Elsewhere in California, officials of California State Polytechnic University extended the closure of the Humboldt campus until May 10, the end of term, saying instruction would continue remotely. Pro-Palestinian protesters have barricaded themselves inside two university buildings at the northern California campus since Monday, 22 April.

In Columbus, Ohio, police arrested 36 protesters at Ohio State University who refused to leave a pro-Palestinian encampment outside the student union on Thursday evening, The Columbus Dispatch reported. 

Northwestern University, in Evanston, Illinois, a suburb of Chicago, changed its student code of conduct on Thursday to bar tents on its campus after students began setting up an encampment there. In a statement released Thursday night, university officials said they were negotiating with protest leaders over removing the tents. No arrests had been made.

In Washington, D.C., students at George Washington University set up a tent encampment on Thursday on the school’s University Yard, blocks away from the White House. Students and professors from Georgetown University joined them later in the day, and the number of protesters grew to about 500 people at one point, The Washington Post reported. George Washington University threatened to take disciplinary action against protesters who did not leave the area by 7 p.m. Friday, but the deadline passed without incident. The protesters were demanding that the university end all relations with Israel and lift a suspension against a pro-Palestinian student group.

At New York University, in Lower Manhattan, an encampment set up by students swelled to hundreds of protesters earlier this week. Police said on Wednesday that 133 protesters had been taken into custody. All were later released but must appear in court on disorderly conduct charges.

According to CBS News, students protesting at Massachusetts Institute of Technology want the school to cut research ties with the Israeli military, while Harvard University tried to head off protests on its campus by closing Harvard Yard. A sign posted on its gates said: “Structures, including tents and tables, are not permitted in the Yard without prior permission.” Students who violated the policy would be subject to disciplinary action, it said.

The protests have sparked significant political responses. U.S. Congresswoman Ilhan Omar, of Minnesota, wrote on her X account: “I had the honour of seeing the Columbia University anti-war encampment first-hand. Contrary to right-wing attacks, these students are joyfully protesting for peace and an end to the genocide taking place in Gaza. I’m in awe of their bravery and courage.”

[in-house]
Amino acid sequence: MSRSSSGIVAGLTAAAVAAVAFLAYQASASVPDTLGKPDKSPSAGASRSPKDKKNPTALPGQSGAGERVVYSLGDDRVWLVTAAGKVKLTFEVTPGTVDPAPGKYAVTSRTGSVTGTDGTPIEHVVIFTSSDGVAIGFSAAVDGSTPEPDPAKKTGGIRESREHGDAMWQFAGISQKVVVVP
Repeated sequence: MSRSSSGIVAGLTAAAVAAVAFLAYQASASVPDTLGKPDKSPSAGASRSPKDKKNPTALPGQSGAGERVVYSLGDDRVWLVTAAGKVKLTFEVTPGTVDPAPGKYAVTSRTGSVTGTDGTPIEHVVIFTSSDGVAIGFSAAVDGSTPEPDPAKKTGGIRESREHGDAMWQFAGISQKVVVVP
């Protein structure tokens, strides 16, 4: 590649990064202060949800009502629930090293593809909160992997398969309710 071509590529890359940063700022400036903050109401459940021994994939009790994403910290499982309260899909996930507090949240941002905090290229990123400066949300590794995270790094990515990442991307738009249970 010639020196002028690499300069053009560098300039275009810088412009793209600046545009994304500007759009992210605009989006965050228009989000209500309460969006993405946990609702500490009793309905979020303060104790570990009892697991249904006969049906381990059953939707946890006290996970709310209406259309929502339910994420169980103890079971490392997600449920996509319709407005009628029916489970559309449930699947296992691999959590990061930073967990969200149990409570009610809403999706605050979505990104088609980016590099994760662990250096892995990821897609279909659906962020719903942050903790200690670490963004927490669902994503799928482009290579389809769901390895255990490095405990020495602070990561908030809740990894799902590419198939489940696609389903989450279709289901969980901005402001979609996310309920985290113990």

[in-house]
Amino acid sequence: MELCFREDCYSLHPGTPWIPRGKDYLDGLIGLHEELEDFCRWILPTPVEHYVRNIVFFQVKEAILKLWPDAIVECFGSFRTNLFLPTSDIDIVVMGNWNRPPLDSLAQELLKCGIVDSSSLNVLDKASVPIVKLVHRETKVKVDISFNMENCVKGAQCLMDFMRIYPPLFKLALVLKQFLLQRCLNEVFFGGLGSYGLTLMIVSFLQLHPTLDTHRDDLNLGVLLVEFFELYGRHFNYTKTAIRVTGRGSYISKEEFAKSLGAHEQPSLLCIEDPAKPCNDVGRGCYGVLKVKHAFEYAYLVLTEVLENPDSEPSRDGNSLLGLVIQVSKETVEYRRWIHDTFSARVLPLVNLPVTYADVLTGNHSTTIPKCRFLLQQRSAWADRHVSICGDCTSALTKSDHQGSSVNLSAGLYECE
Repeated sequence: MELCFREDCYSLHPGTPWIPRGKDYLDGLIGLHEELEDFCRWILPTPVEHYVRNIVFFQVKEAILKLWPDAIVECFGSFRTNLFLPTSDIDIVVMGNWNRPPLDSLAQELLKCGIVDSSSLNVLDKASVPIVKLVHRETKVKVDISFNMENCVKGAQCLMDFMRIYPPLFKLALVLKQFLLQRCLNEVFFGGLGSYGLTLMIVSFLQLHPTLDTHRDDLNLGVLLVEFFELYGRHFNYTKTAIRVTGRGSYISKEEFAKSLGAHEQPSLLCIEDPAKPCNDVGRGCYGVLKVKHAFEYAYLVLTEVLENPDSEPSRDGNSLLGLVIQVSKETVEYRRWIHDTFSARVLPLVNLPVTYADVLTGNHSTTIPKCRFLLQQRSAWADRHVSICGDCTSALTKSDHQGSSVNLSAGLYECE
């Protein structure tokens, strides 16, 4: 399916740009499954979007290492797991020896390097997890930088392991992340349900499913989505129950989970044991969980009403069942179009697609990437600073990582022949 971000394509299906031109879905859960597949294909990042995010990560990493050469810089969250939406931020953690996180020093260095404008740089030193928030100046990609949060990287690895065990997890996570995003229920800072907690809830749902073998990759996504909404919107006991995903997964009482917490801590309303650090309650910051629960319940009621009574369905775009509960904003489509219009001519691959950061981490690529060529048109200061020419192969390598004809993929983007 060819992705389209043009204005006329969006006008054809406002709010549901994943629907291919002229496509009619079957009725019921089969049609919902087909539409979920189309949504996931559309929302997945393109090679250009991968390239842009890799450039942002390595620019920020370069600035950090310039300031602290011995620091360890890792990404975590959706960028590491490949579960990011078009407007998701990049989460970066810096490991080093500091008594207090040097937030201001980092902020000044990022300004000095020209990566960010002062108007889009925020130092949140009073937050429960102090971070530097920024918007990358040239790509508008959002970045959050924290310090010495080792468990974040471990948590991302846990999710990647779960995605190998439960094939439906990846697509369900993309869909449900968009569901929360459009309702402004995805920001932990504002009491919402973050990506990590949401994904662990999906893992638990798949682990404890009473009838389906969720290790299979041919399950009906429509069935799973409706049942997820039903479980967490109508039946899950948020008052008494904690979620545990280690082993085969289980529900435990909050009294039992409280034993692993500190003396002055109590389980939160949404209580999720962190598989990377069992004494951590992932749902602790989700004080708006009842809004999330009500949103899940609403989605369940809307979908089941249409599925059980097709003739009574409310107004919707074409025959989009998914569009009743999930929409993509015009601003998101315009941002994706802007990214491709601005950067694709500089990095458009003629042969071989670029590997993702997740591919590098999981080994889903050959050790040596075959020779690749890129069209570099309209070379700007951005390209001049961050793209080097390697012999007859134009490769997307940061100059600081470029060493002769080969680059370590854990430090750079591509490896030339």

Canada and the United Kingdom

In Canada, CBC News reported that students had set up a camp at Montreal’s McGill university demanding that McGill and partner Concordia University “divest from funds implicated in the Zionist state” and sever any links with Israeli universities. Protesters at McGill also staged a hunger strike for Palestine.

In Britain, Saturday’s weekly pro-Palestinian march through London was led by Stephen Kapos, an 87-year-old Holocaust survivor who lost 15 relatives at Auschwitz. Kapos told The Times newspaper, “It is not antisemitic to protest against Israel.”

Students at the Universities of Warwick and Edinburgh and University College London also organised occupations demanding that their universities divest from companies involved in arming Israel and commit to helping to rebuild universities and schools in Gaza that have been damaged or destroyed.

Palestinian and Arab Interaction

Palestinian students in Gaza are closely monitoring the protests in the United States and globally. 

Ezzeddine Lulu, a medical student from northern Gaza, shared a video message addressing the protesting students, saying: “As a university student still in northern Gaza who has lost family, home, and university, I stand in solidarity with the courageous students protesting against genocide. Your voices are powerful, and your fight for justice is vital. Don’t give up. The world needs your courage and commitment to raising awareness and demanding change. I recognise your strength. Keep fighting for what is right. Remember, your voices matter.”

Hany Genena, a lecturer at the School of Business Administration at the American University in Cairo, posted in Arabic on his Facebook account:

“It’s remarkable that these universities are among the top-league institutions, meaning these students and professors possess analytical skills well above average. They’ve come to this conviction despite the billions spent on promoting the narrative of occupation and the G7 … that Palestine must achieve freedom, and what’s occurring is ethnic cleansing. Undoubtedly, this moment is unlike any other, and regardless of how it concludes, whether there’s more hardship or not, there’s hope for a positive outcome, God willing.”